FILE - In this undated file photo provided by NOAA Fisheries, NOAA researchers pour a sample of sea water containing a brownish toxic algae into a jar aboard a research vessel off the Washington Coast. A new study finds that unusually warm Pacific Ocean temperatures helped cause a massive toxic algae bloom last year that closed lucrative fisheries from California to British Columbia and disrupted marine life from seabirds to sea lions, Thursday, Sept. 29, 2016. Scientists linked the patch of warm ocean water, nicknamed the “blob,” to the vast ribbon of toxic algae that flourished in 2015.
FILE - In this undated file photo provided by NOAA Fisheries, NOAA researchers pour a sample of sea water containing a brownish toxic algae into a jar aboard a research vessel off the Washington Coast. A new study finds that unusually warm Pacific Ocean temperatures helped cause a massive toxic algae bloom last year that closed lucrative fisheries from California to British Columbia and disrupted marine life from seabirds to sea lions, Thursday, Sept. 29, 2016. Scientists linked the patch of warm ocean water, nicknamed the “blob,” to the vast ribbon of toxic algae that flourished in 2015. NOAA Fisheries AP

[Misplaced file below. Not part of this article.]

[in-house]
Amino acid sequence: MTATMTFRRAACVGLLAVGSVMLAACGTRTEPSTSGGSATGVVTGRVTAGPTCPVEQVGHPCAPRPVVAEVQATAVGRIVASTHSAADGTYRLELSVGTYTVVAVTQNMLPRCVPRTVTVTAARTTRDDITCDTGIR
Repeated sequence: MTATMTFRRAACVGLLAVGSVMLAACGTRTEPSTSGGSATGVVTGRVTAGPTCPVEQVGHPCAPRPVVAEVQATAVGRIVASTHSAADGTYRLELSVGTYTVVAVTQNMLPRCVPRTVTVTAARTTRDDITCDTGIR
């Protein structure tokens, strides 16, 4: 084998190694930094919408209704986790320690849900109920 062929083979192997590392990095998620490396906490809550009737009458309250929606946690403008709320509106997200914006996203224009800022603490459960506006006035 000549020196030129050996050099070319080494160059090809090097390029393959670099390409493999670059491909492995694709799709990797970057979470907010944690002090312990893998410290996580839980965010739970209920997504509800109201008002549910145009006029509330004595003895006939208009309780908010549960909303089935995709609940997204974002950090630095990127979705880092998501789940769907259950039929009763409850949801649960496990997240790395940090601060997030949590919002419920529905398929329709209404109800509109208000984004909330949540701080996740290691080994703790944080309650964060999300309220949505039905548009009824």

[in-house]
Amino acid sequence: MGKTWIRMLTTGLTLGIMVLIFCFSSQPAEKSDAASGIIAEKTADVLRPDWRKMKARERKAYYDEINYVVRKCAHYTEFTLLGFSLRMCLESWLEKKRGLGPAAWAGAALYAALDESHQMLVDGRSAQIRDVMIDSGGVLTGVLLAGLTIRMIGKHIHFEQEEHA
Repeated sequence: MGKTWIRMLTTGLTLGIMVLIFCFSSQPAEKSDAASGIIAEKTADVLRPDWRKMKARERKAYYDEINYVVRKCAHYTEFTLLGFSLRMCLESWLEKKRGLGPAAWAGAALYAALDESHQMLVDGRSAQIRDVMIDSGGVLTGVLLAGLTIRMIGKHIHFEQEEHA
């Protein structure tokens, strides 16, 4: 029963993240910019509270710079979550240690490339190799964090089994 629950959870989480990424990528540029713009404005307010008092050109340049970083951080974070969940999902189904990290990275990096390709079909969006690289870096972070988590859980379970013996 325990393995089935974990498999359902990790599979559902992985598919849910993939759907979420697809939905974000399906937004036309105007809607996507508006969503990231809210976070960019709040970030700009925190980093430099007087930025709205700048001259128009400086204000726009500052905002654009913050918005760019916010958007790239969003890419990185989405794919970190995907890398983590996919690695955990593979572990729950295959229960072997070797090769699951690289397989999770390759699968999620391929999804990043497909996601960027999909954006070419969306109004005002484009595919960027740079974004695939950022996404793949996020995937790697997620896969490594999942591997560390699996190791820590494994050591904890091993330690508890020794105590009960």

FILE - In this undated file photo provided by NOAA Fisheries, NOAA researchers pour a sample of sea water containing a brownish toxic algae into a jar aboard a research vessel off the Washington Coast. A new study finds that unusually warm Pacific Ocean temperatures helped cause a massive toxic algae bloom last year that closed lucrative fisheries from California to British Columbia and disrupted marine life from seabirds to sea lions, Thursday, Sept. 29, 2016. Scientists linked the patch of warm ocean water, nicknamed the “blob,” to the vast ribbon of toxic algae that flourished in 2015. NOAA Fisheries AP

Warm ‘blob’ in Pacific Ocean linked to toxic algae that doomed local fisheries

September 29, 2016 05:40 PM

UPDATED September 30, 2016 03:00 PM

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